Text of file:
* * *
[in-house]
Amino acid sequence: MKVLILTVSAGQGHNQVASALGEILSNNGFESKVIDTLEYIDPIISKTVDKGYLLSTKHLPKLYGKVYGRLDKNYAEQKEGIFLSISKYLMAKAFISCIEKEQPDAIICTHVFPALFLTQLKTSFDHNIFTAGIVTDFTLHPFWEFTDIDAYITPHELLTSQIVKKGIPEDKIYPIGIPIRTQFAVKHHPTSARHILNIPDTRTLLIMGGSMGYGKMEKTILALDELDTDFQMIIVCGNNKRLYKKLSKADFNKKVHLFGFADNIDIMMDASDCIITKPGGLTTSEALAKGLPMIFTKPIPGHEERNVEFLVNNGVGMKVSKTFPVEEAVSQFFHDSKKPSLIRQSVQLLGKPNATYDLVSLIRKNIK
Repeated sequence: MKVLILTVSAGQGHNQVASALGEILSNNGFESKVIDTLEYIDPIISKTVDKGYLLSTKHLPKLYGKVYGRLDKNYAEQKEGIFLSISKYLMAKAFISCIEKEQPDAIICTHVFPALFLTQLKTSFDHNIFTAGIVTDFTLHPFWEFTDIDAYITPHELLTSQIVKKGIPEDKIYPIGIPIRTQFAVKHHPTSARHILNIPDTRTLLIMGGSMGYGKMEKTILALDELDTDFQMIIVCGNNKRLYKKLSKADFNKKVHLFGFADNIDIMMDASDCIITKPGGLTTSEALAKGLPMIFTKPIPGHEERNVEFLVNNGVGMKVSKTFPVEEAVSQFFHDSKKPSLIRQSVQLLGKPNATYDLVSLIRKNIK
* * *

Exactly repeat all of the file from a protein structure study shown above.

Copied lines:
[in-house]
Amino acid sequence: MKVLILTVSAGQGHNQVASALGEILSNNGFESKVIDTLEYIDPIISKTVDKGYLLSTKHLPKLYGKVYGRLDKNYAEQKEGIFLSISKYLMAKAFISCIEKEQPDAIICTHVFPALFLTQLKTSFDHNIFTAGIVTDFTLHPFWEFTDIDAYITPHELLTSQIVKKGIPEDKIYPIGIPIRTQFAVKHHPTSARHILNIPDTRTLLIMGGSMGYGKMEKTILALDELDTDFQMIIVCGNNKRLYKKLSKADFNKKVHLFGFADNIDIMMDASDCIITKPGGLTTSEALAKGLPMIFTKPIPGHEERNVEFLVNNGVGMKVSKTFPVEEAVSQFFHDSKKPSLIRQSVQLLGKPNATYDLVSLIRKNIK
Repeated sequence: MKVLILTVSAGQGHNQVASALGEILSNNGFESKVIDTLEYIDPIISKTVDKGYLLSTKHLPKLYGKVYGRLDKNYAEQKEGIFLSISKYLMAKAFISCIEKEQPDAIICTHVFPALFLTQLKTSFDHNIFTAGIVTDFTLHPFWEFTDIDAYITPHELLTSQIVKKGIPEDKIYPIGIPIRTQFAVKHHPTSARHILNIPDTRTLLIMGGSMGYGKMEKTILALDELDTDFQMIIVCGNNKRLYKKLSKADFNKKVHLFGFADNIDIMMDASDCIITKPGGLTTSEALAKGLPMIFTKPIPGHEERNVEFLVNNGVGMKVSKTFPVEEAVSQFFHDSKKPSLIRQSVQLLGKPNATYDLVSLIRKNIK